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Friday, 4 September 2015

Advanced Integrated Ayush Hospital for Alternative Medicine to be Setup in Odisha

The Odisha government plans to set up an advanced integrated Ayush hospital in the State. It aims to bring the alternative systems of medicine as a main stream in the state.

The hospital will be established at an estimated cost of Rs.10.50 crore under the National Ayush Mission which was launched in Odisha by Atanu Sabyasachi Nayak, the State Health and Family Welfare Minister. The 50-bed hospital specializing on Ayurveda, Homeopathy, Unani and Siddha will be located either in Puri or Berhampur.

"Yoga and Wellness Centers will be set up at major cities like Bhubaneswar, Puri, Berhampur, Sambalpur, Rourkela and Balangir soon. In the Capital City, such centers will come up at seven major parks and offer yoga training under guidance of experts," said Nayak.

The National Ayush Mission will concentrate on four areas namely upgradation of Ayush health delivery systems and educational institutions, quality control of Ayush drugs and promotion of medicinal plants.

There are 9 hospitals, 619 Ayurvedic dispensaries, 562 homeopathy dispensaries, 9 Unani dispensaries and 1,185 co-locational units like PHCs and CHCs. The hospitals and dispensaries would be upgraded with infrastructure, equipment and quality medicine.

" Out of 1,021 posts of Ayush doctors, 160 are lying vacant, which will be filled up soon. The three Ayurvedic medical colleges and four homeopathy colleges will also undergo infrastructure development and adequate manpower infusion," said Dr Basudev Bahinipati, Ayush Mission director.

Efforts will be taken to train traditional healers or Baidyas in adopting good manufacturing practices (GMP) for preparing their medicines. The Government has also decided to adopt a proactive policy to promote medicinal plant gardens in the State. Two villages in Ganjam and Khurda districts will be selected as Ayush villages for promoting the alternative system of medicine. 


Chestnut Leaves Extract Disarms Deadly Staph Bacteria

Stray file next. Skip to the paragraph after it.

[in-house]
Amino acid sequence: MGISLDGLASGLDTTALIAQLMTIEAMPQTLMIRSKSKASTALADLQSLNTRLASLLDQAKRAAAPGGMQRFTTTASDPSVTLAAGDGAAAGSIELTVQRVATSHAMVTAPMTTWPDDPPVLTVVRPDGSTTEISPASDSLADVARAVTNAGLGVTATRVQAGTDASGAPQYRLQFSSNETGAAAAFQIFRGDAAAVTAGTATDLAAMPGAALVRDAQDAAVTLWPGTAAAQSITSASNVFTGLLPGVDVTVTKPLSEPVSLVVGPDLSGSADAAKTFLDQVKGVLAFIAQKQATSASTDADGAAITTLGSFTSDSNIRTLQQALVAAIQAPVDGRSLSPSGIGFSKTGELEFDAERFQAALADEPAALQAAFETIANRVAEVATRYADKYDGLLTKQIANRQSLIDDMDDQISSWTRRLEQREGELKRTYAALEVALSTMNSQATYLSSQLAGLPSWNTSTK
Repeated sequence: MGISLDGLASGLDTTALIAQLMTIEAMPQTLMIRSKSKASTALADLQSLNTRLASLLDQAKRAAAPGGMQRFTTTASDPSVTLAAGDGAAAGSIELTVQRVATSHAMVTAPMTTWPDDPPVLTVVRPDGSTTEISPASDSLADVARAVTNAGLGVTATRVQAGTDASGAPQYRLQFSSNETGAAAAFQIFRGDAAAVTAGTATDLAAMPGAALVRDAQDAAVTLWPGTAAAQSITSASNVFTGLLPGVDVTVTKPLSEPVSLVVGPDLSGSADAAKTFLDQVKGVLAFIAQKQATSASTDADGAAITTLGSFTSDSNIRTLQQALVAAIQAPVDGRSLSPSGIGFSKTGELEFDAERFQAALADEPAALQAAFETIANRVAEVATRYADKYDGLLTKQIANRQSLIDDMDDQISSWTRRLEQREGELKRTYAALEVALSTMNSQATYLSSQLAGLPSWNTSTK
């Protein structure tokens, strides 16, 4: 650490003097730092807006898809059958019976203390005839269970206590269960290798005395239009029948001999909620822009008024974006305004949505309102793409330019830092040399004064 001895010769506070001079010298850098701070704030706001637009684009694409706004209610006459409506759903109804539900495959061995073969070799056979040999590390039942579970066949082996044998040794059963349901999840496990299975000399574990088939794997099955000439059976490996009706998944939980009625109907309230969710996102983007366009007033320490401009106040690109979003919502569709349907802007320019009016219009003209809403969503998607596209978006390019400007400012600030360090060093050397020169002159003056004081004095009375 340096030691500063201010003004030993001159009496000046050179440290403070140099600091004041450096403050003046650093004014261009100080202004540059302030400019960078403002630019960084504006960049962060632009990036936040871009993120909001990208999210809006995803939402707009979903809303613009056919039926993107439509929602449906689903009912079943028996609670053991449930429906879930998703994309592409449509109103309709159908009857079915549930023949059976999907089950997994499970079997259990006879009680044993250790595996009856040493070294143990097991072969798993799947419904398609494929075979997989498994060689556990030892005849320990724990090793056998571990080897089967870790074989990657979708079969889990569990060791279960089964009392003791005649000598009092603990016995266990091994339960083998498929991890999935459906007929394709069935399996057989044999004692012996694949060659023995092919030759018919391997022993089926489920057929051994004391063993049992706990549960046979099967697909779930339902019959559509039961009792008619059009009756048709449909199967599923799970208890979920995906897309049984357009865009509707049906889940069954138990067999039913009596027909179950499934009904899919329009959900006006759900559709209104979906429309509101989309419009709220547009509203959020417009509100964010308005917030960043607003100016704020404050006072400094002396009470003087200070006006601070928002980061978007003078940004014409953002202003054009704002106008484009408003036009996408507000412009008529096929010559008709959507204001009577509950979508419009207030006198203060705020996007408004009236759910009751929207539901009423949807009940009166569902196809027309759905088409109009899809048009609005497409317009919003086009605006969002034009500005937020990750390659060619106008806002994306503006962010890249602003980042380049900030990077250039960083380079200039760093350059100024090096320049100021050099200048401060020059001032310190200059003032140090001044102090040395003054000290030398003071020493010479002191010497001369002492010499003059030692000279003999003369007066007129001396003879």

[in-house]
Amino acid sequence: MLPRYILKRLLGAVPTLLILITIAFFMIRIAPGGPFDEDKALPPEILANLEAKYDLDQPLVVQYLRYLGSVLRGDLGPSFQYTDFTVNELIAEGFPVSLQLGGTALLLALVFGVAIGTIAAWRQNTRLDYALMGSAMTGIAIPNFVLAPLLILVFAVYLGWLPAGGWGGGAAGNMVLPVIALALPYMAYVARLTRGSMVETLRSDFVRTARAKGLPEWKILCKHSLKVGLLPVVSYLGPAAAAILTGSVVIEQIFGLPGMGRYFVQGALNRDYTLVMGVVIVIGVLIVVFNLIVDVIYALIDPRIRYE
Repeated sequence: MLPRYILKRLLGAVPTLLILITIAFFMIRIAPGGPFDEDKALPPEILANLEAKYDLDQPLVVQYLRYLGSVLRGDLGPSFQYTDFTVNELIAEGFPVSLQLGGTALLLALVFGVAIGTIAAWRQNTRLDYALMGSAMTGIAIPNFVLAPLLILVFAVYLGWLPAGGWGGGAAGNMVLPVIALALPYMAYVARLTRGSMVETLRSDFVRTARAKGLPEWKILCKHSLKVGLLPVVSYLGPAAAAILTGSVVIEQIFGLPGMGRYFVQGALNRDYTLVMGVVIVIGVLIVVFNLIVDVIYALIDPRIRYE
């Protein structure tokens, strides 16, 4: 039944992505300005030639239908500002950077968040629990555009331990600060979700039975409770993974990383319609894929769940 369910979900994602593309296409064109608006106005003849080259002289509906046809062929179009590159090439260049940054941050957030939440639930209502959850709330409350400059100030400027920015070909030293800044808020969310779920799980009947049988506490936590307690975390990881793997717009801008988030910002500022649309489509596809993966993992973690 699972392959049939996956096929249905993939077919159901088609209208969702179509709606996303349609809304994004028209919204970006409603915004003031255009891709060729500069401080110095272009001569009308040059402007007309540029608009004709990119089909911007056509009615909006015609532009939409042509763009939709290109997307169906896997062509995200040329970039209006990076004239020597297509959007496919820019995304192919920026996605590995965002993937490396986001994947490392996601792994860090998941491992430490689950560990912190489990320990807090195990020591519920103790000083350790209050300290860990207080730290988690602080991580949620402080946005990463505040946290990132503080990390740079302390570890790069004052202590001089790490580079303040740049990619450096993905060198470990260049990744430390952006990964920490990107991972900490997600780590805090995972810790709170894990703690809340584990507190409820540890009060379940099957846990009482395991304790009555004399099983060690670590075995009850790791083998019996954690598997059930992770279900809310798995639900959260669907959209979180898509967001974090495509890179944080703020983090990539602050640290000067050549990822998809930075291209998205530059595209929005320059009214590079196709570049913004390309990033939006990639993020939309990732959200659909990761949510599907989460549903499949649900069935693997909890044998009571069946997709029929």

Ingredients from the leaves of the European chestnut tree contain the power to disarm dangerous staph bacteria without boosting its drug resistance, researchers have discovered. The study is published in PLOS ONE
 The use of chestnut leaves in traditional folk remedies inspired the research, led by Cassandra Quave, an ethnobotanist at Emory University. 

"We've identified a family of compounds from this plant that have an interesting medicinal mechanism," Quave says. "Rather than killing staph, this botanical extract works by taking away staph's weapons, essentially shutting off the ability of the bacteria to create toxins that cause tissue damage. In other words, it takes the teeth out of the bacteria's bite." 

The discovery holds potential for new ways to both treat and prevent infections of methicillin-resistant S. aureus, or MRSA, without fueling the growing problem of drug-resistant pathogens. 

Antibiotic-resistant bacteria annually cause at least two million illnesses and 23,000 deaths in the United States, according to the Centers for Disease Control and Prevention. MRSA infections lead to everything from mild skin irritations to fatalities. Evolving strains of this "super bug" bacterium pose threats to both hospital patients with compromised immune systems and young, healthy athletes and others who are in close physical contact. 

"We've demonstrated in the lab that our extract disarms even the hyper-virulent MRSA strains capable of causing serious infections in healthy athletes," Quave says. "At the same time, the extract doesn't disturb the normal, healthy bacteria on human skin. It's all about restoring balance."